It's inevitable. After explaining to a non-mud-runner how much fun I have going through miles of mud, willingly dunking myself in dumpsters full of ice, climbing walls and cargo nets, and other nonsensical things (Electric wires! Cinder blocks!), I get the question: "How is that fun?"
To some, it sounds like torture. To me, it sounds like a regular Saturday afternoon.
I get this question all the time and — believe me — I understand. The first time I signed up for a mud run, I was terrified. I somehow got talked into signing up for a 10K event, for which I was grossly underprepared. I had never run six miles before, much less, six miles with mud and obstacles.
But after a two-hour adventure of climbing over things, crawling under things, swimming through things, and coming out the other side relatively unscathed, I was hooked.
Since that first race, just more than two years ago, I've participated in more than 20 mud runs (of the ones I can count, anyway) and enjoyed every single one. I have only truly feared for my life once — I was dangling precariously from a 12-foot wall covered in the slickest mud I've ever encountered with absolutely no on-course support.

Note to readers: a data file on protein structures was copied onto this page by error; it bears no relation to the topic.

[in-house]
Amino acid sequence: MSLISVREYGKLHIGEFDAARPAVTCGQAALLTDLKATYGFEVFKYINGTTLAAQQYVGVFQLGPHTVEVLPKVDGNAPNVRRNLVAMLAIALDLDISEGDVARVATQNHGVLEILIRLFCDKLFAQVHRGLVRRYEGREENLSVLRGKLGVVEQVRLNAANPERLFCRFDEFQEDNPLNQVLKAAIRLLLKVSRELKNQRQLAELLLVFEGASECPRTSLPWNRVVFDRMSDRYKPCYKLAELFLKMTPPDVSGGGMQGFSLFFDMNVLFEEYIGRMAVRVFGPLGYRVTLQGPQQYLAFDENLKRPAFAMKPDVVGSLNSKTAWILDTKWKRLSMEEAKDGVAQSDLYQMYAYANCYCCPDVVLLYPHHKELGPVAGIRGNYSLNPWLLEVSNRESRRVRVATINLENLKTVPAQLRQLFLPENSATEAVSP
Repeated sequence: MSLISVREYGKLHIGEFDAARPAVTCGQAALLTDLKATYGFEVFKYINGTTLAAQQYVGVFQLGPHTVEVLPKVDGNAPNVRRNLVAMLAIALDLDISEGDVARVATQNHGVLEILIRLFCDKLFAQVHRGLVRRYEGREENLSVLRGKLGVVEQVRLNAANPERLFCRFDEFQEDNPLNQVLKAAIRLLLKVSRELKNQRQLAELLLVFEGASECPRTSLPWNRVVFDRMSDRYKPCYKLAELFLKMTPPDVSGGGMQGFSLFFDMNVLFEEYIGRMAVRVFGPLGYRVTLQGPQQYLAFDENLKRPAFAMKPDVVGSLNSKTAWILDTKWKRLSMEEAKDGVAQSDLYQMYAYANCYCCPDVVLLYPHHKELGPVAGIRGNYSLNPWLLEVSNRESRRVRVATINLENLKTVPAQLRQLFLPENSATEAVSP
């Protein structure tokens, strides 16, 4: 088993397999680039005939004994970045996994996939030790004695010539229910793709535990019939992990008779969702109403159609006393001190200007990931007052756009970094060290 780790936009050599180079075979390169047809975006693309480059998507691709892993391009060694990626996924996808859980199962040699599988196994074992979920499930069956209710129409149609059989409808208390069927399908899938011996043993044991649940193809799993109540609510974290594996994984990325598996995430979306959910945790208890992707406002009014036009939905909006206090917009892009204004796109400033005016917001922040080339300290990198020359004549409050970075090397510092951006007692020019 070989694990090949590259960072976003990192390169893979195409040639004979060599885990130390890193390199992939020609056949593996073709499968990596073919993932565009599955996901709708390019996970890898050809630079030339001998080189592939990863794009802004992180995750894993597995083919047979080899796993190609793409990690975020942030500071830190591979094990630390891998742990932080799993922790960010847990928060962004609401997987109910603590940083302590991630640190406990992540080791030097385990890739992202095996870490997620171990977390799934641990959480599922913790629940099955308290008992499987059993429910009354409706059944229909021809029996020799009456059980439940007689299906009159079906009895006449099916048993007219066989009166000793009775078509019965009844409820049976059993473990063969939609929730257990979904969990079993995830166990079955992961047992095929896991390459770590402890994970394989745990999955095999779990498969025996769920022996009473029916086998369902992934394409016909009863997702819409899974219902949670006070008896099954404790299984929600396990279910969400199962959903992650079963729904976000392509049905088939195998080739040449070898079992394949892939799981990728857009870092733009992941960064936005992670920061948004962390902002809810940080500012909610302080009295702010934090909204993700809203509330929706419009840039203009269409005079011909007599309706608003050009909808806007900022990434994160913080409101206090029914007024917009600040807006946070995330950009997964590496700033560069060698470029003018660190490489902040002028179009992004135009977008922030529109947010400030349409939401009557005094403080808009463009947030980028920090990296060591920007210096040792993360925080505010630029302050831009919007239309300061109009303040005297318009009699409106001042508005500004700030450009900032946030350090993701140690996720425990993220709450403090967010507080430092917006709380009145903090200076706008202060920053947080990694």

I've had bruises nearly everywhere, including a pumpkin-sized bruise on the back of my thigh from crashing from an obstacle after getting too
(My editor just reminded me that I'm supposed to be telling you why mud runs are fun. Right.)
When the inevitable question comes along with a deer-in-headlights look, I do my best to explain:
A Different Kind of Challenge
Mud runs challenge you in all sorts of ways, both physically and mentally. It's physically challenging to run six miles; it's mentally challenging to talk yourself into a dumpster full of ice water. (It's also a physical challenge to climb out of said dumpster when your body goes into survival mode and your limbs stop functioning. Pro tip: KEEP MOVING.)
Doing Something that Terrifies You — and Not Dying — Is Pretty Amazing
A huge part of mud runs is overcoming fears. I have a friend who is terrified of climbing cargo nets, but she's done it countless times — and hasn't died. I personally am terrified of
falling jumping off 15-foot platforms into water, and yet, I do it every time. Doing things we're scared of and making it to the "other side" is how we grow.
(Disclaimer: Don't do water obstacles if you can't swim. This is not the kind of terrifying we recommend.)